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Padding compound is an adhesive that is used to bind different types of notepads and other paper products. Its name comes from its ability to turn loose papers into coherent pads in which pages can be removed one at a time. There are usually two main types of compound, both of which are widely available commercially in most places. The first, which resembles a thick white glue, is typically known as “common” padding glue. It’s more or less designed for general use, and is suitable for most materials. The biggest exception is paper known specifically as “no carbon required”(NCR) paper; on these pages, NCR glue is the best adhesive to use. The application process is similar no matter the type in question: manufacturers typically stack the paper, compress it, then paint the adhesive on with a brush. Once everything is dried, the compression is removed and the paper should remain bound. One of the biggest advantages to both sorts of adhesive is its flexibility. People can rip off pages easily without impacting the integrity of those remaining. Padding adhesive can also sometimes be made at home, though do-it-yourself bindings may take a bit of practice and trial-and-error before getting good results.
Most padding compounds are used in industrial manufacturing settings where production is automated. Even when done individually, though, the process is usually about the same. The manufacturer usually first stacks the paper and compresses it in a padding clamp. It’s important that the pages are even and perfectly aligned in order to give crisp corners and edges. In most cases pages are placed on top of a cardboard or other thick backing, which adds durability as well as stability.
With the paper compressed, the glue is then brushed on in a thin, even layer. The adhesive usually goes on white and each pad typically requires two coats. When the adhesive dries, it usually changes color from white to clear. Once the entire surface is clear, the compound typically is dry and the pads are ready to be cut to size if they’re being made in bulk, or at least trimmed at the glue line if they’ve been made individually.
Because most padding adhesive peels off easily, manufacturers try to cut the pad without tearing the glue. To accomplish this, they position the pads on professional-grade cutters so that the blade slices through the dried glue before slicing through the paper. If the blade cuts into the paper before the glue, it might drag the glue away from the paper and ruin the pad. Smaller merchants can get a similar look with craft cutters or precise use of thin knives.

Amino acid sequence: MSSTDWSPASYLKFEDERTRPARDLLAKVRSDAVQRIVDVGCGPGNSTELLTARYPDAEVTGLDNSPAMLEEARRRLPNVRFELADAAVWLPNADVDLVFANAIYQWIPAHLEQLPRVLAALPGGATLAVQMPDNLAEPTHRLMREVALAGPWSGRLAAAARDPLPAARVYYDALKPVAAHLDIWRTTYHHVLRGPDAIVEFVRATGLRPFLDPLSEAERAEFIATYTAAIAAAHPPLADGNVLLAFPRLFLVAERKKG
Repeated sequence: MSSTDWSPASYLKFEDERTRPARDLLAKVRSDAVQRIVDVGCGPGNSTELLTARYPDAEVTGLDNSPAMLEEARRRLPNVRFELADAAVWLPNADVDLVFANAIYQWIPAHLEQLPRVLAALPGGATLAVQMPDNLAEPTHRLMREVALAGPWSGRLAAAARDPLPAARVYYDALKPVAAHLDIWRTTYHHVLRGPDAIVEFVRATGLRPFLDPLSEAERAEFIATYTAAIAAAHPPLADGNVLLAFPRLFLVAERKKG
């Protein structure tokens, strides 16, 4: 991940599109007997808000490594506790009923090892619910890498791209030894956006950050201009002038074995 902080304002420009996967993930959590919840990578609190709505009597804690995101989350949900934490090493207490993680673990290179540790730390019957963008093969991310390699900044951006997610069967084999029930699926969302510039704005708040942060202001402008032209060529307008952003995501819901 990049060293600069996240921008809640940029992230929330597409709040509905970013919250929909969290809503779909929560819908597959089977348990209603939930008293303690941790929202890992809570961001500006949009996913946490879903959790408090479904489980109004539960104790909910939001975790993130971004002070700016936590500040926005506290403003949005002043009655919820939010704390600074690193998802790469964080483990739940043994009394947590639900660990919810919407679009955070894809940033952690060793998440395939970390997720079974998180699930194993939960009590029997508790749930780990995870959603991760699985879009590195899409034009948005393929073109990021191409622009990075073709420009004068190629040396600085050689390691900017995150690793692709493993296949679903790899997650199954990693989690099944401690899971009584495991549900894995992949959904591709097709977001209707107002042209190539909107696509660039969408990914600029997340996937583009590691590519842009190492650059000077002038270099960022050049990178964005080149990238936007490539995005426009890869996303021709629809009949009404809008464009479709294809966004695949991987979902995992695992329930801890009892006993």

NCR glue usually takes a little more skill to apply. Carbonless paper typically consists of several multi-colored sheets of paper that have a few more specifications than more ordinary stock, and their main purpose is to allow users to make multiple copies of written notes at once. This sort of paper is very popular for written receipts and invoices, among other things. The sets usually include a top white sheet, a middle yellow sheet, and a bottom pink sheet. Manufactures typically stack 500 sets at a time into a padding clamp. The sets of paper contain a chemical that allows the compound to adhere to the paper instead of to each individual sheet.
Manufacturers then use a paint brush to apply the NCR glue. The glue is watery and goes on clear while the NCR paper soaks it in. During the process, the paper might wrinkle due to the soaking process. Manufacturers typically allow the paper to wrinkle a little bit, but if the paper fuzzes up or warps, the paper is probably over-saturated with glue. Once the carbonless padding compound dries, the sets are ready for use. Sometimes trimming is necessary, but not always; this sort of glue tends to more readily grip the sides and often creates a smooth edge on its own.
One of the advantages to NCR glue is its durability. Most common padding glues will become brittle over time. When the adhesive becomes brittle, the pages will peel apart easily and the spine of the pad could crack. NCR compound does not crack over time — once the adhesive dries, the paper will remain stuck together until the sheets are peeled apart.
Padding compound is generally considered safe for all environments and users. Although it is not recommended to eat, if children come into contact with it, it usually will not poison them. If a parent is concerned about his or her child's safety, it is generally recommended that he or she consult with a physician.